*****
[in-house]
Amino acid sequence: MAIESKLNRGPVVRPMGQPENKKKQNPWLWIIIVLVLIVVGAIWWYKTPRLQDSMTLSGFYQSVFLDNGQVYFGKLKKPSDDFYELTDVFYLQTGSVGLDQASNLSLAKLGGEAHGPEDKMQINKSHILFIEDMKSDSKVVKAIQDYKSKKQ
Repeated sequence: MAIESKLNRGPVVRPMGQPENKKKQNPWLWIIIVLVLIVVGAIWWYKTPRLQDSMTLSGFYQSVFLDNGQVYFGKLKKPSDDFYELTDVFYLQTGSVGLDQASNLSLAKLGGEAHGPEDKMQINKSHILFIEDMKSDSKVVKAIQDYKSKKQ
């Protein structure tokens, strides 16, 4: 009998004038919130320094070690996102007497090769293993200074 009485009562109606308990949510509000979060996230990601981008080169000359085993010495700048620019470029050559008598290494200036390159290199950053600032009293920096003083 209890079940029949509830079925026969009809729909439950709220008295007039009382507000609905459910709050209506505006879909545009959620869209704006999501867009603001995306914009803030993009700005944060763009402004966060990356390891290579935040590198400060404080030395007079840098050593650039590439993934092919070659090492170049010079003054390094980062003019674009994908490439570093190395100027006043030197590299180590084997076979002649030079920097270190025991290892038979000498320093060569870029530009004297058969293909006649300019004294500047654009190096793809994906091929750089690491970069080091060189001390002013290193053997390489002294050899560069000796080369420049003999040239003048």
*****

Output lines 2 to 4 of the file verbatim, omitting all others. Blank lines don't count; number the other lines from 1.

Amino acid sequence: MAIESKLNRGPVVRPMGQPENKKKQNPWLWIIIVLVLIVVGAIWWYKTPRLQDSMTLSGFYQSVFLDNGQVYFGKLKKPSDDFYELTDVFYLQTGSVGLDQASNLSLAKLGGEAHGPEDKMQINKSHILFIEDMKSDSKVVKAIQDYKSKKQ
Repeated sequence: MAIESKLNRGPVVRPMGQPENKKKQNPWLWIIIVLVLIVVGAIWWYKTPRLQDSMTLSGFYQSVFLDNGQVYFGKLKKPSDDFYELTDVFYLQTGSVGLDQASNLSLAKLGGEAHGPEDKMQINKSHILFIEDMKSDSKVVKAIQDYKSKKQ
């Protein structure tokens, strides 16, 4: 009998004038919130320094070690996102007497090769293993200074 009485009562109606308990949510509000979060996230990601981008080169000359085993010495700048620019470029050559008598290494200036390159290199950053600032009293920096003083 209890079940029949509830079925026969009809729909439950709220008295007039009382507000609905459910709050209506505006879909545009959620869209704006999501867009603001995306914009803030993009700005944060763009402004966060990356390891290579935040590198400060404080030395007079840098050593650039590439993934092919070659090492170049010079003054390094980062003019674009994908490439570093190395100027006043030197590299180590084997076979002649030079920097270190025991290892038979000498320093060569870029530009004297058969293909006649300019004294500047654009190096793809994906091929750089690491970069080091060189001390002013290193053997390489002294050899560069000796080369420049003999040239003048």